There are three kinds of Americans living in Korea: military, English teacher, and other. The military boys, let’s just say, have different priorities in their Korea experiences than English teachers typically do. Of the English teachers there are two kinds: the ones who came to Korea and the ones who left North America, G.B. or the land down under. By this I mean, there are people who signed up for this job because they wanted the adventure, they enjoy working with children and/or the English language, they soak up cultures, and they thought it would be fun. Then, there are people who signed up for this job because the job market at home was shit, they hated their job, they wanted to get away from their family, and they aren’t fans of their culture or any other. In short, they are complainers. No matter where they go or what opportunities are put into their hands, they will complain. They spend their time here teaching, sulking in their apartment, and sulking over beer at the Hof.

The later type of teacher does not leave their apartment, tear up their clothes, cover themselves in blood and terrorize locals. Lucky me ūüôā This left me with a group of silly, adventurous, smart people. My advice to anyone starting this experience, get to know as many people as you can. The people who do this share some pretty important things in common. They are the kind of people you will want to stay in touch with. Walking through the streets and trains of Seoul dressed as the undead being silly and scary with people who are doing the same is one of the best things I’ve ever done. Sometimes I feel like my body is just a little too small to cram all the happiness inside and when there’s no more room in here, the happy shall walk the Earth.


6 Months October 25, 2010

Yesterday, Sunday October 24th, was the six month mark. As with anything in life, when you look forward, time crawls. I miss my family and friends back home. I miss driving and eating at Blind Bob’s and eating crepes at 2nd Street Market with my mom on Saturday mornings. But when you look backward, the time goes¬†by far too fast. I still haven’t done a temple stay or been to the DMZ or seen the World Heritage sites that are right here in Seoul or made the trip to Busan.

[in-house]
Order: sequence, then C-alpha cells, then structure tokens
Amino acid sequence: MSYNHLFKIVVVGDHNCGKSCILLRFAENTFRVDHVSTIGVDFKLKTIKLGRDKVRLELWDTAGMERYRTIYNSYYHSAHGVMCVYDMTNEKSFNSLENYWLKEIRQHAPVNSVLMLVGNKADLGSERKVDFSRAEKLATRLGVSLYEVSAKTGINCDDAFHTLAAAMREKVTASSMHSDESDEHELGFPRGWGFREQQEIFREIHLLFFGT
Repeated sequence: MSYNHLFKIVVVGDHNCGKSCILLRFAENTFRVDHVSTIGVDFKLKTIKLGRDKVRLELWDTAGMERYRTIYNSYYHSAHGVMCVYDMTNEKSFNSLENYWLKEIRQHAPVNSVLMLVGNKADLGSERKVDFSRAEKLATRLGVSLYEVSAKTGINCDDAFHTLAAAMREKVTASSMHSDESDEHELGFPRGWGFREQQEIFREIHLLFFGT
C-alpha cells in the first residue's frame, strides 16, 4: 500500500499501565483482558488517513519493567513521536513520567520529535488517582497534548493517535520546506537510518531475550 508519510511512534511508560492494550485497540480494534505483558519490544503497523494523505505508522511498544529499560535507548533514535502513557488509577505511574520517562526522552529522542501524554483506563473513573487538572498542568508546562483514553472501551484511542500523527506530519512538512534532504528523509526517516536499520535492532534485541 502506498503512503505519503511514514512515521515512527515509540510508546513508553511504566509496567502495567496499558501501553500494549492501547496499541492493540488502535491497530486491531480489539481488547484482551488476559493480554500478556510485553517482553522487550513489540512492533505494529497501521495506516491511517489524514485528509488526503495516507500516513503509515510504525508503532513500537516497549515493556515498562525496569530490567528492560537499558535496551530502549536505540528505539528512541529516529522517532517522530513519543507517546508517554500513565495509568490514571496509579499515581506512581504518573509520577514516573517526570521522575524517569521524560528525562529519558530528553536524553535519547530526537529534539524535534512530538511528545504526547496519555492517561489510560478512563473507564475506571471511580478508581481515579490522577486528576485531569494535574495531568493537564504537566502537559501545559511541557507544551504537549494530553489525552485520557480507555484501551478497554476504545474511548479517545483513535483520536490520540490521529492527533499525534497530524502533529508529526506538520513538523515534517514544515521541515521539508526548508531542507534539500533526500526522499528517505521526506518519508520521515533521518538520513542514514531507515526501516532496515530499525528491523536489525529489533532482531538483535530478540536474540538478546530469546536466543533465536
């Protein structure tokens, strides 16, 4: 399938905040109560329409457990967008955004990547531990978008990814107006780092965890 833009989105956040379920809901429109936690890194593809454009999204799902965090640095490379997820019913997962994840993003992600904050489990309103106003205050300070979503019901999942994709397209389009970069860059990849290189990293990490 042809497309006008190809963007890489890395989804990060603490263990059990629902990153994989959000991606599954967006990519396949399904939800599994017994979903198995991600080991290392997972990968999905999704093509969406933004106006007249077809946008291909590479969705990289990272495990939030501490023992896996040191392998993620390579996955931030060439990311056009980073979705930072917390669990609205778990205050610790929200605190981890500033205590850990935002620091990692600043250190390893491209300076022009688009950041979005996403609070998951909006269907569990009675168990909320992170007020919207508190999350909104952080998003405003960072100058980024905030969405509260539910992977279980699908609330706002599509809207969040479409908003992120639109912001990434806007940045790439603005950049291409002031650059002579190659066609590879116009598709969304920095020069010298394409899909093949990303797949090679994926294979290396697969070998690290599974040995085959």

Yesterday, on my trip back from Muuido¬†Island, I took a detour to Coex¬†to get some dinner at On the Border. I didn’t realize that the trip from Muuido¬†to Coex¬†would be the exact same trip as the one I took 6 months earlier from Incheon Airport to City Air Terminal. It got me all sentimental, which if you know me, I don’t care for, but I’m learning to enjoy the feeling.

The time has come to start planning for next year, to start cramming in all the things I feel must be experienced, to plan for my vacation. I love Korea, very much. I miss home, very much (especially since my sister insisted upon making my very first niece this weekend. I can’t wait to love you Emma).

Here are eleven things I know for sure at six months in:
1) I am really good with young children. They love me and I love them.
2) I don’t care for the age when kids get to be too cool for school.
3) I could be a good teacher. I could be a good social worker.
4) I love to travel. No matter what financial future is in store for me, I should never forego travel again.
5) People like me. I don’t have to try to make them do it. If they don’t like me, that’s OK. I like me. Doug really likes me. Being happy is more important than being liked. When you stop worrying about people liking you, they like you more.
6) America is pretty great, for a lot of reasons. America is worth investing in because I am an American and other people are not. Infighting is a waste of time and effort. Your petty fights back home seem pretty childish from the other side of the ocean.
7) Even if you try something while open to a new culture, doesn’t mean you have to¬†like it. There is nothing wrong with simply not liking octopus. I can still appreciate the culture of a country and not enjoy the texture of octopus.
8 ) I don’t have to settle.
9) I really love and am good at and miss cooking.
10) American food, while delicious, is gross and unhealthy. We are eating ourselves to death.